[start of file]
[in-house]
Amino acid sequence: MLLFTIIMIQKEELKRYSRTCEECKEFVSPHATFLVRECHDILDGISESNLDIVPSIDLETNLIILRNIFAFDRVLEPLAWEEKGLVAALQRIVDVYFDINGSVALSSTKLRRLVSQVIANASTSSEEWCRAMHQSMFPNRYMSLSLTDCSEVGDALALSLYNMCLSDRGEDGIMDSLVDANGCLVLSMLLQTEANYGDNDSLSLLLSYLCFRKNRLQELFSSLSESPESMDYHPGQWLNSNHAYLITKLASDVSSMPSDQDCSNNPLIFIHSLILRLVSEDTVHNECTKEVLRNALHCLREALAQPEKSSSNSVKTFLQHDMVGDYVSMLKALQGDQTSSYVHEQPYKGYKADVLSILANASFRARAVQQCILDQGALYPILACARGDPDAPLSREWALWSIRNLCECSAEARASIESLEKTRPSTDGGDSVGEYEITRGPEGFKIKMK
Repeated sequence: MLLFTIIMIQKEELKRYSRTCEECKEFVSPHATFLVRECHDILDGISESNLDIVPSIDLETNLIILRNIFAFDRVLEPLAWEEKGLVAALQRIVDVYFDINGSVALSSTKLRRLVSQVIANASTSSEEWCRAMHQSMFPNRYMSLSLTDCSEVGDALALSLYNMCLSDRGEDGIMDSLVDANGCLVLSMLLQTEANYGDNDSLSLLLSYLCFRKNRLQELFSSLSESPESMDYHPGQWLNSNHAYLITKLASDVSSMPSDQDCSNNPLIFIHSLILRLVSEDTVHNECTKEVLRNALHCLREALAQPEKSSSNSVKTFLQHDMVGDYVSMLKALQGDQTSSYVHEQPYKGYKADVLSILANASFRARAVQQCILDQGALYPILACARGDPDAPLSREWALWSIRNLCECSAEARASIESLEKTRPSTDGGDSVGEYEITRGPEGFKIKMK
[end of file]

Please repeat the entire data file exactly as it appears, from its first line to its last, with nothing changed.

[in-house]
Amino acid sequence: MLLFTIIMIQKEELKRYSRTCEECKEFVSPHATFLVRECHDILDGISESNLDIVPSIDLETNLIILRNIFAFDRVLEPLAWEEKGLVAALQRIVDVYFDINGSVALSSTKLRRLVSQVIANASTSSEEWCRAMHQSMFPNRYMSLSLTDCSEVGDALALSLYNMCLSDRGEDGIMDSLVDANGCLVLSMLLQTEANYGDNDSLSLLLSYLCFRKNRLQELFSSLSESPESMDYHPGQWLNSNHAYLITKLASDVSSMPSDQDCSNNPLIFIHSLILRLVSEDTVHNECTKEVLRNALHCLREALAQPEKSSSNSVKTFLQHDMVGDYVSMLKALQGDQTSSYVHEQPYKGYKADVLSILANASFRARAVQQCILDQGALYPILACARGDPDAPLSREWALWSIRNLCECSAEARASIESLEKTRPSTDGGDSVGEYEITRGPEGFKIKMK
Repeated sequence: MLLFTIIMIQKEELKRYSRTCEECKEFVSPHATFLVRECHDILDGISESNLDIVPSIDLETNLIILRNIFAFDRVLEPLAWEEKGLVAALQRIVDVYFDINGSVALSSTKLRRLVSQVIANASTSSEEWCRAMHQSMFPNRYMSLSLTDCSEVGDALALSLYNMCLSDRGEDGIMDSLVDANGCLVLSMLLQTEANYGDNDSLSLLLSYLCFRKNRLQELFSSLSESPESMDYHPGQWLNSNHAYLITKLASDVSSMPSDQDCSNNPLIFIHSLILRLVSEDTVHNECTKEVLRNALHCLREALAQPEKSSSNSVKTFLQHDMVGDYVSMLKALQGDQTSSYVHEQPYKGYKADVLSILANASFRARAVQQCILDQGALYPILACARGDPDAPLSREWALWSIRNLCECSAEARASIESLEKTRPSTDGGDSVGEYEITRGPEGFKIKMK